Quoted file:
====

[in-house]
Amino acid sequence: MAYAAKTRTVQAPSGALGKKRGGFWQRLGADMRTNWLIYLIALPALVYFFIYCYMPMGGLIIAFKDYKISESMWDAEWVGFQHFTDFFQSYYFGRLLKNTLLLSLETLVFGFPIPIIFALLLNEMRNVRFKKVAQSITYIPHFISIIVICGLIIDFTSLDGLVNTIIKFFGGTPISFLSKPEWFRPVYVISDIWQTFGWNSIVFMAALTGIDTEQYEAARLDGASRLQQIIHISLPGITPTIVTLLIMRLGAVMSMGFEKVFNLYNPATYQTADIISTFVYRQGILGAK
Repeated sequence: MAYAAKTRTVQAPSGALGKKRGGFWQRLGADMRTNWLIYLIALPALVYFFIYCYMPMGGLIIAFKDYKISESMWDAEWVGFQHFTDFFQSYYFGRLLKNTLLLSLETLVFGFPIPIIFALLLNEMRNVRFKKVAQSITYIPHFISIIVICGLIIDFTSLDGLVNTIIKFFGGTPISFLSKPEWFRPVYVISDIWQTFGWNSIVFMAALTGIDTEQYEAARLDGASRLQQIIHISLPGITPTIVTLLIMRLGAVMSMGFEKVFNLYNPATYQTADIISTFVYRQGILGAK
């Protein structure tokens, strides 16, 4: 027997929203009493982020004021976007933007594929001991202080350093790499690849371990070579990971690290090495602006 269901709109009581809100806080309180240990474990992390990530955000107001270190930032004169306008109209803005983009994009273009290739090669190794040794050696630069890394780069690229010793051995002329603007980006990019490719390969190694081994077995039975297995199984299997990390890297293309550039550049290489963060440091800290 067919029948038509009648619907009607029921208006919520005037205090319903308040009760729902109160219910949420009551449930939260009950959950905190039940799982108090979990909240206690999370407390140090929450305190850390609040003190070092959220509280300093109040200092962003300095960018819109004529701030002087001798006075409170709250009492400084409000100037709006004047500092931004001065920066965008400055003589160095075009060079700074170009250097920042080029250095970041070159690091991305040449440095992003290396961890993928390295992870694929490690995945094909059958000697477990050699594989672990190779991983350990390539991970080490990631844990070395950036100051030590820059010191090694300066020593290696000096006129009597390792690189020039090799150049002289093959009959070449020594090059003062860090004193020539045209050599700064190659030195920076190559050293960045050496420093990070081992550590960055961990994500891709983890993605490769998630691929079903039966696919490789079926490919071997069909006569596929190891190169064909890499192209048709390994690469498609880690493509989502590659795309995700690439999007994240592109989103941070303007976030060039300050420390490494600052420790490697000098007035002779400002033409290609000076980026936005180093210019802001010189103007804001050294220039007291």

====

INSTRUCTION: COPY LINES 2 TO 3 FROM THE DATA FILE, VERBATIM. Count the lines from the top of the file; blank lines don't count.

Amino acid sequence: MAYAAKTRTVQAPSGALGKKRGGFWQRLGADMRTNWLIYLIALPALVYFFIYCYMPMGGLIIAFKDYKISESMWDAEWVGFQHFTDFFQSYYFGRLLKNTLLLSLETLVFGFPIPIIFALLLNEMRNVRFKKVAQSITYIPHFISIIVICGLIIDFTSLDGLVNTIIKFFGGTPISFLSKPEWFRPVYVISDIWQTFGWNSIVFMAALTGIDTEQYEAARLDGASRLQQIIHISLPGITPTIVTLLIMRLGAVMSMGFEKVFNLYNPATYQTADIISTFVYRQGILGAK
Repeated sequence: MAYAAKTRTVQAPSGALGKKRGGFWQRLGADMRTNWLIYLIALPALVYFFIYCYMPMGGLIIAFKDYKISESMWDAEWVGFQHFTDFFQSYYFGRLLKNTLLLSLETLVFGFPIPIIFALLLNEMRNVRFKKVAQSITYIPHFISIIVICGLIIDFTSLDGLVNTIIKFFGGTPISFLSKPEWFRPVYVISDIWQTFGWNSIVFMAALTGIDTEQYEAARLDGASRLQQIIHISLPGITPTIVTLLIMRLGAVMSMGFEKVFNLYNPATYQTADIISTFVYRQGILGAK